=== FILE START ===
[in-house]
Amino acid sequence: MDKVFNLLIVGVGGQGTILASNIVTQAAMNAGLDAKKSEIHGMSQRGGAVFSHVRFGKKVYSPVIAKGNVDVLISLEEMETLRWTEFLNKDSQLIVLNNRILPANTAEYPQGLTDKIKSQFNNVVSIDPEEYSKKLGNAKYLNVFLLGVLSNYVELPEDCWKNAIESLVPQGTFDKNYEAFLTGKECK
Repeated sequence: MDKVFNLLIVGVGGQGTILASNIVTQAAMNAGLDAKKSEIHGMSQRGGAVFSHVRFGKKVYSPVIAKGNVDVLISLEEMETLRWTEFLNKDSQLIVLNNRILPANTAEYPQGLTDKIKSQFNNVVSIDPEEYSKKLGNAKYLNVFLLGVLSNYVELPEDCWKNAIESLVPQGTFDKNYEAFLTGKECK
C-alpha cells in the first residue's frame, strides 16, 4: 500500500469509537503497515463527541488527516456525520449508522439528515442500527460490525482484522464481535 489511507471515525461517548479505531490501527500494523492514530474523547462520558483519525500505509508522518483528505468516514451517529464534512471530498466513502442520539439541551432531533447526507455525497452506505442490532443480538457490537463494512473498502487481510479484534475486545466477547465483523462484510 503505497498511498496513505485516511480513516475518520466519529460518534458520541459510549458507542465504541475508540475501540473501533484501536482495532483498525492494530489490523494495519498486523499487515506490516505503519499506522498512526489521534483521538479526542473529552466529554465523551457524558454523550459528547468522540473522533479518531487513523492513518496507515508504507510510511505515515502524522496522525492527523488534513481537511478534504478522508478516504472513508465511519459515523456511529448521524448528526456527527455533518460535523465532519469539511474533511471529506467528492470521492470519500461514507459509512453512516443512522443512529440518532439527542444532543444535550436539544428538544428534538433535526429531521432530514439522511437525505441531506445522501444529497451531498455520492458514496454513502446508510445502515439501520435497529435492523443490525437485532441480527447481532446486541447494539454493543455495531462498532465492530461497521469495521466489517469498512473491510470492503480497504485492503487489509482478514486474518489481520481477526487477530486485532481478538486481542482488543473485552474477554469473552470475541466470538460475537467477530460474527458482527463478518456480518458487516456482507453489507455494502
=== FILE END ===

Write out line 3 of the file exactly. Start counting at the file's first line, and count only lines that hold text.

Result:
Repeated sequence: MDKVFNLLIVGVGGQGTILASNIVTQAAMNAGLDAKKSEIHGMSQRGGAVFSHVRFGKKVYSPVIAKGNVDVLISLEEMETLRWTEFLNKDSQLIVLNNRILPANTAEYPQGLTDKIKSQFNNVVSIDPEEYSKKLGNAKYLNVFLLGVLSNYVELPEDCWKNAIESLVPQGTFDKNYEAFLTGKECK